I interned here in the summer of 2015. I expected menial tasks of, perhaps, entering data or repetitive physical labor, but was met with wonderful opportunities. I got to repair an installation near the gallery with the assistant of the artist as well as participate in the creation of a new public art piece on the spillway of a local lake. Furthermore, I learned about the history of the town of Reston through transcriptions of interviews and the makings of presentations on the public art of the town. I now pride myself on my ability to identify any public art piece I see by name, title, and sometimes, year. In addition to this, attending meetings meant for planning events in the area brought me new zeal for participation in local festivals. The most menial task I did throughout the internship was probably gluing some faulty boxes back together, and that was for less than an hour. Otherwise, when I see a chalk festival or some kids running around the installations near Reston Town Center, I feel I have made some sort of positive change in my community. This is what I think every internship should be like. I look forward to any and all public art works to come in Reston, and I hope to create some of my own someday, thanks to this organization!
I recently discovered IPAR and the work they are doing to both promote public art and commission new outdoor artworks in Reston. Moving from Chevy Chase to Reston four years ago I was worried I would miss the greater proximity to art offerings in downtown DC; and be lost in a cultural waistland. Organizations like IPAR and The Greater Reston Art Center have proven to me that the arts are alive and thriving in the suburbs. Now as I become more involved with IPAR as a volunteer I have received a fascinating education in the history of public art in Reston and its importance to the founding principles of the town. I have even had the chance to put my art historical training into practice by doing some research for IPAR on the first works commissioned for Lake Anne Village Center and preparing a public tour of these landmark works. I also had an opportunity to volunteer on the Patrick Dougherty installation this past spring. This was a true community effort requiring hands-on assistance to the artist and IPAR made it happen through a willing band of volunteers. I was so impressed with the capacity of IPAR to garner the support from both local organizations and the NEA to commission this important work from a major artist. IPAR is active in the community offering myriad programs to educate and enliven the discussion on public art from film screenings to art installations to collaborations with local public schools. I look forward to becoming more involved with IPAR in the years to come and to support their visionary Executive Director, Anne Delaney.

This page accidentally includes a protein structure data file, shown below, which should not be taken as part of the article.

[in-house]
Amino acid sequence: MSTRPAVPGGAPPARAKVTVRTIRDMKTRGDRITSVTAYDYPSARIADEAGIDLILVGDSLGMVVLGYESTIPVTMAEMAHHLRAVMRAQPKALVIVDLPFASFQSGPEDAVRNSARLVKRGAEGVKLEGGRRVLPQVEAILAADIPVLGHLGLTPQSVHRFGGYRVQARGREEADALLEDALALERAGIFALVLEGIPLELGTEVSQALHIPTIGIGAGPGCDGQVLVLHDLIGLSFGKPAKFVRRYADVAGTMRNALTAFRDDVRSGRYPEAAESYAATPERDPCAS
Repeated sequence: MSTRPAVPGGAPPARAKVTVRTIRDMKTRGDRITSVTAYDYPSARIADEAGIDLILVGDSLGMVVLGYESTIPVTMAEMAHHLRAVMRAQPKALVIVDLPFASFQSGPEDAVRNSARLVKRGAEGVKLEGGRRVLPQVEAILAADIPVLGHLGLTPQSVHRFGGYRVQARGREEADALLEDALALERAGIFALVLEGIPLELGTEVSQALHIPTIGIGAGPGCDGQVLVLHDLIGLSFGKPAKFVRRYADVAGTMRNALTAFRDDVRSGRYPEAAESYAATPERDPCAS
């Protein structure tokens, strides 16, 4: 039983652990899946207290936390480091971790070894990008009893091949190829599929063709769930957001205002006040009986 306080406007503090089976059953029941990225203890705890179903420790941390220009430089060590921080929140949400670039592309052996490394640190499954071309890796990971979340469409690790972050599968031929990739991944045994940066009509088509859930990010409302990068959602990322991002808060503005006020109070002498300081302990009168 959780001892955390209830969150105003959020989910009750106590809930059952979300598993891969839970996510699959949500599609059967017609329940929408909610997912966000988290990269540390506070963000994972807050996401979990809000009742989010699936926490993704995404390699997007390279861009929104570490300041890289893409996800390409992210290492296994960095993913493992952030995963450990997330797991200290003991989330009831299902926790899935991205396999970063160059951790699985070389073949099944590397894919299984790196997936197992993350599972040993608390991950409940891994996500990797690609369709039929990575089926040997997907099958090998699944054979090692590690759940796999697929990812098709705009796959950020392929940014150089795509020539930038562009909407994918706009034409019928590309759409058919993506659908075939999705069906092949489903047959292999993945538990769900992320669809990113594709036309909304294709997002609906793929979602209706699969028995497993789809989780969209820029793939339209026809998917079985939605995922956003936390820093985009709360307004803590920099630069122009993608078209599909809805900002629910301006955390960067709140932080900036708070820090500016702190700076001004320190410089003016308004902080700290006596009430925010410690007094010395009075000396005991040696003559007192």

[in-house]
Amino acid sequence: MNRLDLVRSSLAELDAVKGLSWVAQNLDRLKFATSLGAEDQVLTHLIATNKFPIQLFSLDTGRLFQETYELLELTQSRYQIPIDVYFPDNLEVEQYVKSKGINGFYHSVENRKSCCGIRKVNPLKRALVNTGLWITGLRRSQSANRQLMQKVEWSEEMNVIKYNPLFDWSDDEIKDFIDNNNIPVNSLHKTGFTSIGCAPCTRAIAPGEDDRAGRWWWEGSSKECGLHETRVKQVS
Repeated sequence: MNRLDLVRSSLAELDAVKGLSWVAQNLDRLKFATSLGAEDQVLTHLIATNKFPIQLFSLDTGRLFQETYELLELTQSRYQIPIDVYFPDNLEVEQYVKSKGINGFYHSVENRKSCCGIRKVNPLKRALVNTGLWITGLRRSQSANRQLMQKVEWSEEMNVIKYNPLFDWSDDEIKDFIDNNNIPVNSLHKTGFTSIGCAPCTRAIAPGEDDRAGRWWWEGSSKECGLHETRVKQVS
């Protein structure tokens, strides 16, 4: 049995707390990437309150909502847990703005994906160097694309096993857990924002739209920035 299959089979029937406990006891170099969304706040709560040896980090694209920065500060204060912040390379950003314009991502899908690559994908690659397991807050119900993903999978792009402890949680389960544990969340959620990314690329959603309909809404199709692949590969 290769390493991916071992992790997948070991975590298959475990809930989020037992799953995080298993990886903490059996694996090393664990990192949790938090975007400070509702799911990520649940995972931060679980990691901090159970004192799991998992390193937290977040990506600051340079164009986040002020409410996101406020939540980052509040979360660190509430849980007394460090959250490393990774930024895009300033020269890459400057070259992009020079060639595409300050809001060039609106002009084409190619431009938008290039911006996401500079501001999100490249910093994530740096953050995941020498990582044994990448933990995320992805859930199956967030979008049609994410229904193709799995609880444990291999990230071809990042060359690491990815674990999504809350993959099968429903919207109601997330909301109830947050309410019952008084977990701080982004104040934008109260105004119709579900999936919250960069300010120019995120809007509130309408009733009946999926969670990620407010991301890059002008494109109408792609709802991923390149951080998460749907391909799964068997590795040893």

I have been working as an artist with public art programs since 1975. The programs have included state, local, institutional and in some cases specific state and local government agencies such as education and transportation departments. IPAR is entirely professional, incredibly effective in enabling the highest quality art to be created, and exceeds all others in the quality of its public engagement.